by Eka Kurniawan and Annie Tucker
Library Journal This English-language debut of trending Indonesian author Kurniawan opens with beautiful prostitute Dewi Ayu arising from the grave after 21 years and encountering her child Beauty, whom she had cursed with ugliness. The initial feeling of legend, dare one say magic realism, is quickly overtaken by the brutal facts of Indonesian history, from the last gasp of Dutch colonialism to World War II and the bloody battle for independence and against presumed Communists. VERDICT A lush, raucous, and fabulous saga. © Copyright 2015. Library Journals LLC, a wholly owned subsidiary of Media Source, Inc. No redistribution permitted.
(c) Copyright Library Journals LLC, a wholly owned subsidiary of Media Source, Inc. No redistribution permitted.
Publishers Weekly At the beginning of this English-language debut from Indonesian author Kurniawan, Dewi Ayu, who was once the most respected prostitute in the fictional coastal town of Halimunda, rises from her grave after being dead for two decades. She's returned to pay a visit to her fourth daughter, Beauty, who is famously ugly. What follows is an unforgettable, all-encompassing epic of Indonesian history, magic, and murder, jumping back to Dewi Ayu's birth before World War II, in the last days of Dutch rule, and continuing through the Japanese occupation and the mass killings following the attempted coup by the Indonesian Communist Party in the mid-1960s. Kurniawan centers his story on Dewi Ayu and her four daughters and their families. Readers witness Dewi Ayu's imprisonment in the jungle during the war, a pig turning into a person, a young Communist named Comrade Kliwon engaging in guerrilla warfare, and a boy cheating in school by asking ghosts for help. Indeed, the combination of magic, lore, and pivotal events reverberating through generations will prompt readers to draw parallels between Kurniawan's Halimunda and García Márquez's Macondo. But Kurniawan's characters are all destined for despair and sorrow, and the result is a darker and more challenging read than One Hundred Years of Solitude. There is much physical and sexual violence, but none of it feels gratuitous-every detail seems essential to depicting Indonesia's tragic past. Upon finishing the book, the reader will have the sense of encountering not just the history of Indonesia but its soul and spirit. This is an astounding, momentous book. (Sept.) © Copyright PWxyz, LLC. All rights reserved.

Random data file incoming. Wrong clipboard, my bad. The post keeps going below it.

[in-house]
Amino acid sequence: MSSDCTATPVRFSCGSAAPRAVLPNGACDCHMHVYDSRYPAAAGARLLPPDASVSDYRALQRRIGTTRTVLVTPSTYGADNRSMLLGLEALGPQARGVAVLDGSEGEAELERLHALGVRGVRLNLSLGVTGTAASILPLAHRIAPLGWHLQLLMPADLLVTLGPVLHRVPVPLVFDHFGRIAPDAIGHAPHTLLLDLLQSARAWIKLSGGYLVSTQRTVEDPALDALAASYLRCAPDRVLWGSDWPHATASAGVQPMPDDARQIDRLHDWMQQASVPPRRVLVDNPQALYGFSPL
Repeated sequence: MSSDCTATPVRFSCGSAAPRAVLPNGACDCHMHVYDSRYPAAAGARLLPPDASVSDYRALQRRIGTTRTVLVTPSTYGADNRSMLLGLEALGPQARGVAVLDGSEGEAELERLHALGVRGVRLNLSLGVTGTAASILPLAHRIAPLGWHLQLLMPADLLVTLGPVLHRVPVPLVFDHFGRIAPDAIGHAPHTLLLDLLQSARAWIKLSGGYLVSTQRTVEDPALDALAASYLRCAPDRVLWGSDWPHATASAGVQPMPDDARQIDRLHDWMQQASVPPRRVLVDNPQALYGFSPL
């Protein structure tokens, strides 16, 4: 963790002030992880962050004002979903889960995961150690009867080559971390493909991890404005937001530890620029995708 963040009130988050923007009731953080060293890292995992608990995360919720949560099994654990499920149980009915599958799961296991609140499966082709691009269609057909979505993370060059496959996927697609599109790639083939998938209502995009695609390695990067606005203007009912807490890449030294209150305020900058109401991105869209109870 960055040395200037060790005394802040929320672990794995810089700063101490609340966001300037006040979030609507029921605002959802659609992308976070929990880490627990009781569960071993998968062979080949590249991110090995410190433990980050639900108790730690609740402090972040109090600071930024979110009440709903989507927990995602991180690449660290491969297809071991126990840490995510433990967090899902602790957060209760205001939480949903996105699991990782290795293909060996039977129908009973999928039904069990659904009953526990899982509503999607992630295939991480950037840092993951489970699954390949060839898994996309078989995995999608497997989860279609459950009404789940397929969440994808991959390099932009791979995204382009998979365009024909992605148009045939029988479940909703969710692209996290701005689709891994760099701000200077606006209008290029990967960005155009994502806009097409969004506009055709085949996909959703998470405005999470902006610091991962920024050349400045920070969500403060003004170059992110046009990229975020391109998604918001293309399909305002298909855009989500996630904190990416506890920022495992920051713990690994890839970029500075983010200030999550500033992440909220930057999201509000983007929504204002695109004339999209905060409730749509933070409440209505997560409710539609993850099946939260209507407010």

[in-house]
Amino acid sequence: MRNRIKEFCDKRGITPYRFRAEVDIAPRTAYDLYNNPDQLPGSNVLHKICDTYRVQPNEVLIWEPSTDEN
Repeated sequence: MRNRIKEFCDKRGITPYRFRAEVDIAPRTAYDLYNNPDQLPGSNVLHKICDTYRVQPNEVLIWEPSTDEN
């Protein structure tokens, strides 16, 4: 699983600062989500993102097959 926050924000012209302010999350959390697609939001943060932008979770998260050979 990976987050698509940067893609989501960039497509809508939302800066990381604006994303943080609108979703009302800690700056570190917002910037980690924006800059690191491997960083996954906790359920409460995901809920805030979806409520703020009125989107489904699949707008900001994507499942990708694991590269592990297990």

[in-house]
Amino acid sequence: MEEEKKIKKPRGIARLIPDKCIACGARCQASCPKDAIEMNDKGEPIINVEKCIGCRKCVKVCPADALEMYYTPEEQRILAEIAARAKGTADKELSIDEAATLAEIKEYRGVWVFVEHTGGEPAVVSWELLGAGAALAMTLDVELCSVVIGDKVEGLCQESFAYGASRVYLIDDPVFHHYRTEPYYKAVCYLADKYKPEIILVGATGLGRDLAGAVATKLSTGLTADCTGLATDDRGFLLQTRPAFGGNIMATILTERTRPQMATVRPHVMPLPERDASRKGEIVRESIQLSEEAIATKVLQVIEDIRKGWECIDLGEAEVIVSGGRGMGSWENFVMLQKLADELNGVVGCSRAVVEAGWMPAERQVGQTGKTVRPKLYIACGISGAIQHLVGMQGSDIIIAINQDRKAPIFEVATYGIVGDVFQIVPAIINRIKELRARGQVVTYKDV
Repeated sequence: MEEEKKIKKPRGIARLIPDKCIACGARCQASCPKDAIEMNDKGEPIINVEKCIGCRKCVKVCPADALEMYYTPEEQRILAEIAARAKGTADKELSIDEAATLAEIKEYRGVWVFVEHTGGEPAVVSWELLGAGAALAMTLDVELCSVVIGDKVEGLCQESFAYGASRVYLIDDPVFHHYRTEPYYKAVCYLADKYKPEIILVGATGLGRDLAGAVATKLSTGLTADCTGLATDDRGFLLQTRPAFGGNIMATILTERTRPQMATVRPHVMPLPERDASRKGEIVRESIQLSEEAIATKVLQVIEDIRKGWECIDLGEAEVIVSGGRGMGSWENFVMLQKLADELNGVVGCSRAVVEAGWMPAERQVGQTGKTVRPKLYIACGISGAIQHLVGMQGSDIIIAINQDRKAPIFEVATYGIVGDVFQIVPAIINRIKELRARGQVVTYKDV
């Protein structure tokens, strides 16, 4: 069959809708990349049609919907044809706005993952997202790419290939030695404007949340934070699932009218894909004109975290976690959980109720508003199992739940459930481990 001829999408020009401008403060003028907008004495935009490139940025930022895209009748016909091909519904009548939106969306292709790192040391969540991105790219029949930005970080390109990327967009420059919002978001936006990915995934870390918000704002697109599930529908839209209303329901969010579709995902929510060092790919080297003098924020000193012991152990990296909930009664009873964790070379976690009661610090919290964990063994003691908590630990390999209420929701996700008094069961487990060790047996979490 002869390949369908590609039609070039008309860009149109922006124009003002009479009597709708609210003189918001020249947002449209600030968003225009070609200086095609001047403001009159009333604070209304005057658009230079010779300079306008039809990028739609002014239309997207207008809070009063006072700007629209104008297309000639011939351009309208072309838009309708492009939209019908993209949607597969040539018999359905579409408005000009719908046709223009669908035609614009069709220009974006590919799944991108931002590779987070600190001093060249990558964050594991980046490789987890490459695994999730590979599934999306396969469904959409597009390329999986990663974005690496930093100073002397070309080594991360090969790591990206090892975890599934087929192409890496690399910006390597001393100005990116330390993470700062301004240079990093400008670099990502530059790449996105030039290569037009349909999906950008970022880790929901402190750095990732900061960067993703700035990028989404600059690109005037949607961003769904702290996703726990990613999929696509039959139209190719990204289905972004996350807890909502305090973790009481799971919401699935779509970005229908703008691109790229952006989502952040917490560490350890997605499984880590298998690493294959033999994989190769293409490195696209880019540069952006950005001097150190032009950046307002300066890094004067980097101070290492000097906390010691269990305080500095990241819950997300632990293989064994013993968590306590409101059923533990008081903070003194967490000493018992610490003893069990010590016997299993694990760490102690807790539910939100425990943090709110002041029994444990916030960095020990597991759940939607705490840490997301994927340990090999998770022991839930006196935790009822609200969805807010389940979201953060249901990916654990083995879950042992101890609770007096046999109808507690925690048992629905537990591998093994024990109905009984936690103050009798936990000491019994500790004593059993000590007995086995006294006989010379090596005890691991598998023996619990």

(c) Copyright PWxyz, LLC. All rights reserved
Book list *Starred Review* Beauty is a wound and a curse. Arguably nobody knows this better than Dewi Ayu, the larger-than-life anchor of Kurniawan's glorious English-language debut. Set upon the path of prostitution after serving as a Japanese comfort woman, the Dutch-Indonesian Dewi Ayu and her vibrant and troubled life serve as potent allegory for Indonesia itself, an island nation that is strikingly rich in beauty and natural resources yet cursed with more than its share of political turmoil. Dewi's daughters, Alamanda, Adinita, Maya Dewi, and Beauty most of whom inherit her legendary good looks are all trapped in damaging relationships, even if they eke out a modicum of grace in the end. Indonesia's milestones the Japanese occupation, the rise of communism, and Suharto's despotic reign are reflected in the women's individual narratives. The lively folk tales and mythological stories from the Mahabharata that pepper the novel cleverly mask such darker elements as rape and bestiality, the inclusion of which, one should add, feels organic and never gratuitous. Even if the allegories sometimes seem forced, what emerges is a vivid, bawdy, and arresting epic painted with bold strokes on a vast canvas. Highly recommended.--Apte, Poornima Copyright 2015 Booklist
From Booklist, Copyright © American Library Association. Used with permission.